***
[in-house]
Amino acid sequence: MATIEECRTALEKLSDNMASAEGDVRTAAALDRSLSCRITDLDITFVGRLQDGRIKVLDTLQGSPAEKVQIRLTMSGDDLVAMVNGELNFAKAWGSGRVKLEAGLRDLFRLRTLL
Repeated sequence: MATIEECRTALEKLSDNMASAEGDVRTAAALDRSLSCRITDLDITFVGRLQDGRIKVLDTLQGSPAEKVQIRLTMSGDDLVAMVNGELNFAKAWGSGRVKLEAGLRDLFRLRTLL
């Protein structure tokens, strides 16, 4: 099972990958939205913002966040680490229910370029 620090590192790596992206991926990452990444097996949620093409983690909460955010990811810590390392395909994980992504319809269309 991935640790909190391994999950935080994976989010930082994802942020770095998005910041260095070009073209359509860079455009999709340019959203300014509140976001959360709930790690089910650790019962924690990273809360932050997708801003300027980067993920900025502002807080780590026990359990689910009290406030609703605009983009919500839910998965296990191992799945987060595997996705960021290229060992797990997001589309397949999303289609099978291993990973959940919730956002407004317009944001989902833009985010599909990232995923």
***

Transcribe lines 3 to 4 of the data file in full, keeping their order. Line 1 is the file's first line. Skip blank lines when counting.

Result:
Repeated sequence: MATIEECRTALEKLSDNMASAEGDVRTAAALDRSLSCRITDLDITFVGRLQDGRIKVLDTLQGSPAEKVQIRLTMSGDDLVAMVNGELNFAKAWGSGRVKLEAGLRDLFRLRTLL
């Protein structure tokens, strides 16, 4: 099972990958939205913002966040680490229910370029 620090590192790596992206991926990452990444097996949620093409983690909460955010990811810590390392395909994980992504319809269309 991935640790909190391994999950935080994976989010930082994802942020770095998005910041260095070009073209359509860079455009999709340019959203300014509140976001959360709930790690089910650790019962924690990273809360932050997708801003300027980067993920900025502002807080780590026990359990689910009290406030609703605009983009919500839910998965296990191992799945987060595997996705960021290229060992797990997001589309397949999303289609099978291993990973959940919730956002407004317009944001989902833009985010599909990232995923």